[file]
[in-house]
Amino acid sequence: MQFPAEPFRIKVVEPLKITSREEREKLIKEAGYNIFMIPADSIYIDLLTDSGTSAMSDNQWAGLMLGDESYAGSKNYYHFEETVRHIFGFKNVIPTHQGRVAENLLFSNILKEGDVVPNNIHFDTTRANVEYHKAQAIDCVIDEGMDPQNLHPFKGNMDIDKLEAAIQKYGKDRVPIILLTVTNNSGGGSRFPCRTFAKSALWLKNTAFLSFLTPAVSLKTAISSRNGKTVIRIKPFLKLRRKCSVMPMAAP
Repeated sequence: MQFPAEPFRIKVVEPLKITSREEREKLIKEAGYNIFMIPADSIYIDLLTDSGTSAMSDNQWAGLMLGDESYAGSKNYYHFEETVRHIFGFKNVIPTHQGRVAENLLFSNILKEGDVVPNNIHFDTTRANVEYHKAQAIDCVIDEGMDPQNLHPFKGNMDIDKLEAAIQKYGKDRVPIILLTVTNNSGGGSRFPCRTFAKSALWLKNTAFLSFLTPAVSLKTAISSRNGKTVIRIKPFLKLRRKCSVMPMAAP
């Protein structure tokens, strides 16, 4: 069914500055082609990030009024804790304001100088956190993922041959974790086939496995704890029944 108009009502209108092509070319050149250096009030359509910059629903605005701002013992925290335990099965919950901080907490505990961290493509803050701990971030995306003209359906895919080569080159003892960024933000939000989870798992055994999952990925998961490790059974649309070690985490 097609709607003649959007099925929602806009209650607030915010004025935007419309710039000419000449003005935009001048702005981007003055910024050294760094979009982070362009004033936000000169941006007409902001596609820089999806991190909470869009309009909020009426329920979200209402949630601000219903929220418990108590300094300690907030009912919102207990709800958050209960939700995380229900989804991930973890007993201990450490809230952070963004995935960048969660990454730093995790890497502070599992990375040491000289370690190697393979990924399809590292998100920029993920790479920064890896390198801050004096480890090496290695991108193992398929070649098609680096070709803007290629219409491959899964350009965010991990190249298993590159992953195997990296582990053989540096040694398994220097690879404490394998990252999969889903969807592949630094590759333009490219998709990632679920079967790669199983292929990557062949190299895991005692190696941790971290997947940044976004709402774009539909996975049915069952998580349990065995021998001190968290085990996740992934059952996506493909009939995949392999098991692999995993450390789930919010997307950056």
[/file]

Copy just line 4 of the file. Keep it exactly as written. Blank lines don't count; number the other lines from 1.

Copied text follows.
């Protein structure tokens, strides 16, 4: 069914500055082609990030009024804790304001100088956190993922041959974790086939496995704890029944 108009009502209108092509070319050149250096009030359509910059629903605005701002013992925290335990099965919950901080907490505990961290493509803050701990971030995306003209359906895919080569080159003892960024933000939000989870798992055994999952990925998961490790059974649309070690985490 097609709607003649959007099925929602806009209650607030915010004025935007419309710039000419000449003005935009001048702005981007003055910024050294760094979009982070362009004033936000000169941006007409902001596609820089999806991190909470869009309009909020009426329920979200209402949630601000219903929220418990108590300094300690907030009912919102207990709800958050209960939700995380229900989804991930973890007993201990450490809230952070963004995935960048969660990454730093995790890497502070599992990375040491000289370690190697393979990924399809590292998100920029993920790479920064890896390198801050004096480890090496290695991108193992398929070649098609680096070709803007290629219409491959899964350009965010991990190249298993590159992953195997990296582990053989540096040694398994220097690879404490394998990252999969889903969807592949630094590759333009490219998709990632679920079967790669199983292929990557062949190299895991005692190696941790971290997947940044976004709402774009539909996975049915069952998580349990065995021998001190968290085990996740992934059952996506493909009939995949392999098991692999995993450390789930919010997307950056």